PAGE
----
There are 4 down and 4 up ports making it the hookah of hard drives. Multiple users can use the same drive, or (and this part’s sick), you can actually connect two of the ports to the same computer to give a boost in data transfer speeds. It’s like overdosing on data but not ever crashing. I had to try for myself.
I brought the drive to set with me the next day. We shot RED 8k Raw 5:1 and BMCC 6k Raw Q0. Two beefy codecs. I went to transfer a RED mag to the drive, an operation that can easily take over an hour. My jaw dropped when I saw 12 minutes. I then opened up Resolve, threw the raw footage in a 8k timeline and watched it playdown buttery smooth like it was DV footage circa 2004. A tear slowly ran down my check. My DIT clawed at my hoodie wanting a hit. Things were very different now.
It’s been about two weeks and while I still get high on using the iodyne each day, I’ve become accustomed on its ability to chew through anything I throw at it to get me through an edit. I put all my projects on the drive, and while still working on half a dozen simultaneously I still have plenty of space left to fill out. Gone are the days of missing a drive or reconnecting media, iodyne is my one-and-done. My cache and render folders are on it too, leaving my computer to worry only about the immediate task at hand. What’s maybe even more surprising is about 2 years ago, after 20 years of using only Macs, I switched to a PC I built because I simply couldn’t get the performance I needed at a reasonable price with Apple. This week my new MacBook M2 Max showed up and I sold my PC desktop. Yeah, I run my whole studio off of the iodyne and a laptop now. What a brave new world.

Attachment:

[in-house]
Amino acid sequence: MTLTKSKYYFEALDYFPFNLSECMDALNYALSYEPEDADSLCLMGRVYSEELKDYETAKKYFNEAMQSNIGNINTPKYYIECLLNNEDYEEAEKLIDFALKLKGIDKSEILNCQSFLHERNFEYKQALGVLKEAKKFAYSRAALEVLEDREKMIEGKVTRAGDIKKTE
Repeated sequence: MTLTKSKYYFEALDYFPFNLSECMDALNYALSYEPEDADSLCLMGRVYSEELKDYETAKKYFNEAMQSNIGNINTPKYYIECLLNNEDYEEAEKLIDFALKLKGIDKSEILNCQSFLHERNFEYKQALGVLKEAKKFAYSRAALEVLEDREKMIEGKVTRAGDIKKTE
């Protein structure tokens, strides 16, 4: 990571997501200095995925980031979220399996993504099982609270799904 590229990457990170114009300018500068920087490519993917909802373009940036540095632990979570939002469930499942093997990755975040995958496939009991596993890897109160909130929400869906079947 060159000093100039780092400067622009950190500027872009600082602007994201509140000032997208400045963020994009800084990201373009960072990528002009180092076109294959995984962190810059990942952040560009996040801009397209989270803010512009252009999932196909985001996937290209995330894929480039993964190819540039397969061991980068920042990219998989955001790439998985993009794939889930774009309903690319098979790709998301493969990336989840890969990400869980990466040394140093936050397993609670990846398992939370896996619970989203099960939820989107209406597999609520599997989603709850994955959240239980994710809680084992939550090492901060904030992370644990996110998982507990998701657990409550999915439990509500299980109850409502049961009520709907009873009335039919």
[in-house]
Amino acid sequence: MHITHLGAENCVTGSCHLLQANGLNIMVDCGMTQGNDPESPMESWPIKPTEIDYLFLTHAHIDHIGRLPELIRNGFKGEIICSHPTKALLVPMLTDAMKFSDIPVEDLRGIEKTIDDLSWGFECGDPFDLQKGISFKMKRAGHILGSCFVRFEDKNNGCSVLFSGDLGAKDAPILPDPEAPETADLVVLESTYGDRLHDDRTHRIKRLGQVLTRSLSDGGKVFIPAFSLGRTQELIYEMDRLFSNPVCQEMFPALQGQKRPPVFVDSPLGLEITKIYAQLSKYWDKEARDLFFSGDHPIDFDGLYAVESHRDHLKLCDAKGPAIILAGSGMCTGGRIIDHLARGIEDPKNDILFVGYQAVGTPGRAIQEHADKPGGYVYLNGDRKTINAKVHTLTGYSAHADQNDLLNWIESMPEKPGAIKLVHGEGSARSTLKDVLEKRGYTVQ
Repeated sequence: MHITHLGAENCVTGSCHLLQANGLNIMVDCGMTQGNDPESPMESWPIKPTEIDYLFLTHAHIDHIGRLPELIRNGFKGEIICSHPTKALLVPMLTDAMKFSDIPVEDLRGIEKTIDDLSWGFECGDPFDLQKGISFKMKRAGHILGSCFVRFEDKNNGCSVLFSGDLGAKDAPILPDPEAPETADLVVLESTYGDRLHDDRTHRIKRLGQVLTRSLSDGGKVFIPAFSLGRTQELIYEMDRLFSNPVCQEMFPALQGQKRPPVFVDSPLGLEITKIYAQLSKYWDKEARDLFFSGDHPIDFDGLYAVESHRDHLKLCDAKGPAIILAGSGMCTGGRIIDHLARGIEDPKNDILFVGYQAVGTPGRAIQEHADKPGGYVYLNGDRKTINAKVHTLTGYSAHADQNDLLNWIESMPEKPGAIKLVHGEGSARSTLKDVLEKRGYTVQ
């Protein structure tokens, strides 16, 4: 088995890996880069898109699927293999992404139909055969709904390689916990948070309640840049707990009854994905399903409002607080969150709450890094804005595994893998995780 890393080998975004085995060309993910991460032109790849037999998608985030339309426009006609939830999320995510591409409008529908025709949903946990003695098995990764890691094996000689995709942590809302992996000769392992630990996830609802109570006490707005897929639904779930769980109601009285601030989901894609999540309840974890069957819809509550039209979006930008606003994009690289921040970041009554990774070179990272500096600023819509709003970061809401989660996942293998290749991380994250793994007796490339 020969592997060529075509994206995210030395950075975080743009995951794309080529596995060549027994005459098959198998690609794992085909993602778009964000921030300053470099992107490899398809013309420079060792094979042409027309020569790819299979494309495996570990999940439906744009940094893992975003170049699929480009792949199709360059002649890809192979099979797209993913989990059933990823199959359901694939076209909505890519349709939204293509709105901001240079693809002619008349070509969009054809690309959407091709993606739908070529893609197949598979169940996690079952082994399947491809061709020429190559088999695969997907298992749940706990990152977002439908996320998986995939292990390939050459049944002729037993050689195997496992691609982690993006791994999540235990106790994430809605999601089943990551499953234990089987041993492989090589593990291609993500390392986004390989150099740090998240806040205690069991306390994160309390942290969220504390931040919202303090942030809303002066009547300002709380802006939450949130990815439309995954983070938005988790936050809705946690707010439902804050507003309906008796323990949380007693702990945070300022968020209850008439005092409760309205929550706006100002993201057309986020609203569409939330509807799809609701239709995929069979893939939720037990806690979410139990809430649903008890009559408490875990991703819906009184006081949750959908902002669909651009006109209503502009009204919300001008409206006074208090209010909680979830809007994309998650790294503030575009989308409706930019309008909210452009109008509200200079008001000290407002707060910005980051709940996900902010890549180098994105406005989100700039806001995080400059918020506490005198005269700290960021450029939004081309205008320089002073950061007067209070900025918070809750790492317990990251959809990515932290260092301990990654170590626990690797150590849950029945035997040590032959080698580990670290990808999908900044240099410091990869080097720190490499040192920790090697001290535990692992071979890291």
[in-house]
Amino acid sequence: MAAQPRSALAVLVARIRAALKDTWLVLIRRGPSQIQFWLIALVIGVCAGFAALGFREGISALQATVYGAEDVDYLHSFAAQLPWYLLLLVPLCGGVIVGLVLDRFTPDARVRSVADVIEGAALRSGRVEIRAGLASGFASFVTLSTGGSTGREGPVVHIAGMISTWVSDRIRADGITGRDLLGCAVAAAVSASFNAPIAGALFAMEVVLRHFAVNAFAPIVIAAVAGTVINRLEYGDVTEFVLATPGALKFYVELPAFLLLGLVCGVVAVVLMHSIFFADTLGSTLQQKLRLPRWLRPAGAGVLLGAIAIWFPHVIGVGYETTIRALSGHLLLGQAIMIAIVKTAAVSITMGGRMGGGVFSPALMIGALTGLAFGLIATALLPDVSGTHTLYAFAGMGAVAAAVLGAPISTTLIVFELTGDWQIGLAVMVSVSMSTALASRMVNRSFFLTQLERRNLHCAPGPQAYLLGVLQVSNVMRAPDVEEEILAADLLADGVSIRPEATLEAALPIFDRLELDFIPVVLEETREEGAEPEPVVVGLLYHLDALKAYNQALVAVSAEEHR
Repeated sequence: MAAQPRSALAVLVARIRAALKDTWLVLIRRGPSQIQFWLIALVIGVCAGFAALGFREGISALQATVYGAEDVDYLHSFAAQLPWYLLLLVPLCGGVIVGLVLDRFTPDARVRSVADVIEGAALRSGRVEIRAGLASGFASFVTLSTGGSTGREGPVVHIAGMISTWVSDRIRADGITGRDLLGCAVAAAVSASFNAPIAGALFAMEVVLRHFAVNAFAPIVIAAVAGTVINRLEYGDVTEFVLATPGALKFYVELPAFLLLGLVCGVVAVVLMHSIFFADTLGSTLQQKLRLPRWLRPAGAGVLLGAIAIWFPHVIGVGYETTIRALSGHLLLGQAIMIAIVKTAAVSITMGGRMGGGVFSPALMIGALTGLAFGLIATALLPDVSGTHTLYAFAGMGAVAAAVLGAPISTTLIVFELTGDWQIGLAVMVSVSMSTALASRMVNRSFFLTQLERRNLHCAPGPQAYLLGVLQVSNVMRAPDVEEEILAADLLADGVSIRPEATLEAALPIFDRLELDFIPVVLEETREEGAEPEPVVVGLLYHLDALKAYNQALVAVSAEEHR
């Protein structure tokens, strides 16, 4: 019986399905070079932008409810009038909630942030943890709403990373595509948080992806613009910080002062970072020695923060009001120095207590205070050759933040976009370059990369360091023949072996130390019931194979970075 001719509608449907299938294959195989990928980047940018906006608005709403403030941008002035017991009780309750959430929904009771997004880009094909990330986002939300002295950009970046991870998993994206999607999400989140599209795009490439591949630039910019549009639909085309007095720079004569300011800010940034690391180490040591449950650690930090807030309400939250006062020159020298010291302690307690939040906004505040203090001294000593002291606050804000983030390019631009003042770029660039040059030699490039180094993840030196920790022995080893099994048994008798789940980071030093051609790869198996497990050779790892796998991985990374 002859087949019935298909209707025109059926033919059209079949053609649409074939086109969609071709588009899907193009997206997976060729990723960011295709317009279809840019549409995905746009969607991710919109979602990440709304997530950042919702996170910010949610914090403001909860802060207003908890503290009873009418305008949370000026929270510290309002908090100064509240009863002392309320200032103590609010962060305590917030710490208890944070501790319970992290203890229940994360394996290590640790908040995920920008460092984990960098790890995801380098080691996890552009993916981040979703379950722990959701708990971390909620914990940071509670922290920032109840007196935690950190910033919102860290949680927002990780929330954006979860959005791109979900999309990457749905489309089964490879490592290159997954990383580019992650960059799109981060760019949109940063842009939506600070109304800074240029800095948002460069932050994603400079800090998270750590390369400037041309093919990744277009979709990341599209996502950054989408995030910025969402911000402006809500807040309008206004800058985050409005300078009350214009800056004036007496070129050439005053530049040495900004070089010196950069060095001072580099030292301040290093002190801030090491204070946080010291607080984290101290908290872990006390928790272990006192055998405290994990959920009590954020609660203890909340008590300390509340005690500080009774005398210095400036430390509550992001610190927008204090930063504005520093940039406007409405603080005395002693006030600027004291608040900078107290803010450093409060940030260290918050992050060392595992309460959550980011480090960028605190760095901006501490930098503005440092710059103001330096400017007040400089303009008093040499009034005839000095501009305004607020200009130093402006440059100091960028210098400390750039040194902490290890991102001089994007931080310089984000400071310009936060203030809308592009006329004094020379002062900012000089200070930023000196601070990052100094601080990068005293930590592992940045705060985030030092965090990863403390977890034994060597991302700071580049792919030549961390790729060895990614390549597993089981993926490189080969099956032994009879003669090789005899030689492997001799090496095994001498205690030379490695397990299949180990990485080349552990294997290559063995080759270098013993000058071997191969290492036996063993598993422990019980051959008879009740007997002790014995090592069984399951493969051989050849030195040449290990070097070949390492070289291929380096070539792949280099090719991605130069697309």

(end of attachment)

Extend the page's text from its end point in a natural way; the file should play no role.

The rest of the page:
Other editors have cautioned me not to rely so much on one piece of tech, but there is something about iodyne that makes it the opposite of an Apple product: intended user interface. They designed this tech so it can be repaired by the user within minutes. It’s easy to open, swap out components, and get back to work right away. Being that they are SSDs with no moving parts and the whole system is a redundant RAID 6 I have no fear of ever losing media to begin with, but it’s very nice to know that if anything does go wrong, me and a screwdriver can have it fixed in about 30 seconds. Try even getting an appointment at the Genius Bar in that time. Do they even call it the Genius Bar anymore? It’s been about 20 years as I said.
12TB, 24TB, or 48TB
Up to 6 devices can be daisy-chained per Thunderbolt port pair. Multiple daisy-chains can be created on computers that provide more than one Thunderbolt host port.
Up to 5 GB/s Bandwidth
8× 40Gb Thunderbolt3 ports:
4 upstream to one or more computers
4 downstream to other devices and accessories
0.7m 40Gb included. 2m or 50m 40Gb available
macOS 11.0+ (Big Sur, Monterey, Ventura)
Sign up for Windows & Linux Beta!
180W GaN power adapter, 110-220V 50-60Hz
15.39″ × 10″ × 1.22″, 7.3 lbs
39.1cm × 25.4cm × 3.1cm, 3.3kg
Product can be placed horizontally on desk or vertically in stand. Multiple stands interlock to use desk or DIT cart space more efficiently with expanded configurations. Height including rubber feet on flat surface in horizontal orientation: 1.4″ (3.55cm)Features
Transactional RAID-6 and RAID-0
Data Checksums and Self-Healing
XTS-AES-256 Encryption with Hardware Secure Enclave
NVMe Thunderbolt Multipathing up to 4× paths
Multi-User connectivity for up to 4× computers
Storage Handoff between connected macOS computers
Dynamic Containers with up to 15 containers per device
RAID Levels per-Container with adaptive striping and parity
Automatic SSD Fault Management and RAID Resilvering
Designed for easy Self-Repair of SSD modules